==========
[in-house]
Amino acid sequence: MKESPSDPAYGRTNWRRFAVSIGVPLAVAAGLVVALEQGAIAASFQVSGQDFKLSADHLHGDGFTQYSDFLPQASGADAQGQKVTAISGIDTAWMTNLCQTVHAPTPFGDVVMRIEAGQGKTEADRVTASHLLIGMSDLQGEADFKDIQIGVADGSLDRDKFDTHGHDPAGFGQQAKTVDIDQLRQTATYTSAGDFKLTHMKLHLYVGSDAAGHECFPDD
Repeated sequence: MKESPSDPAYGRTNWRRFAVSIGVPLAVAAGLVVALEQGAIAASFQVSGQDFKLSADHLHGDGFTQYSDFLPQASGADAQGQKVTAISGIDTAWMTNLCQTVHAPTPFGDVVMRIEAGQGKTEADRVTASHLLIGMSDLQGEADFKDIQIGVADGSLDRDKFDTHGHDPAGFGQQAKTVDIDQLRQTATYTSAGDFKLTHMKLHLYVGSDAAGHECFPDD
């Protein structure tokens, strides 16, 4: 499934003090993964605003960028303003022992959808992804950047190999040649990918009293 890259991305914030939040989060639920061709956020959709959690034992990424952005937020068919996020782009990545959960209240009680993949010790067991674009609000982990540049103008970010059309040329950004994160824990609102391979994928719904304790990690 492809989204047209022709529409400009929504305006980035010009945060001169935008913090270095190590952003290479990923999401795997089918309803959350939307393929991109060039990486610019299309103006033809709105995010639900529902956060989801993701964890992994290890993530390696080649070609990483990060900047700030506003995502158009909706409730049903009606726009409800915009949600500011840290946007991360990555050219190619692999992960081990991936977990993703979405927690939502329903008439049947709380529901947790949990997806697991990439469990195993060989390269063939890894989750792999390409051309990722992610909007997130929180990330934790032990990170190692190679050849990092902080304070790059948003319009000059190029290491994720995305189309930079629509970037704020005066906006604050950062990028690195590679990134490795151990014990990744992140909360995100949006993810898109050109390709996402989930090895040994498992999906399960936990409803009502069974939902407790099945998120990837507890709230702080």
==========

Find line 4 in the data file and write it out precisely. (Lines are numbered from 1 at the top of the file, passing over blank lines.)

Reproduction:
């Protein structure tokens, strides 16, 4: 499934003090993964605003960028303003022992959808992804950047190999040649990918009293 890259991305914030939040989060639920061709956020959709959690034992990424952005937020068919996020782009990545959960209240009680993949010790067991674009609000982990540049103008970010059309040329950004994160824990609102391979994928719904304790990690 492809989204047209022709529409400009929504305006980035010009945060001169935008913090270095190590952003290479990923999401795997089918309803959350939307393929991109060039990486610019299309103006033809709105995010639900529902956060989801993701964890992994290890993530390696080649070609990483990060900047700030506003995502158009909706409730049903009606726009409800915009949600500011840290946007991360990555050219190619692999992960081990991936977990993703979405927690939502329903008439049947709380529901947790949990997806697991990439469990195993060989390269063939890894989750792999390409051309990722992610909007997130929180990330934790032990990170190692190679050849990092902080304070790059948003319009000059190029290491994720995305189309930079629509970037704020005066906006604050950062990028690195590679990134490795151990014990990744992140909360995100949006993810898109050109390709996402989930090895040994498992999906399960936990409803009502069974939902407790099945998120990837507890709230702080």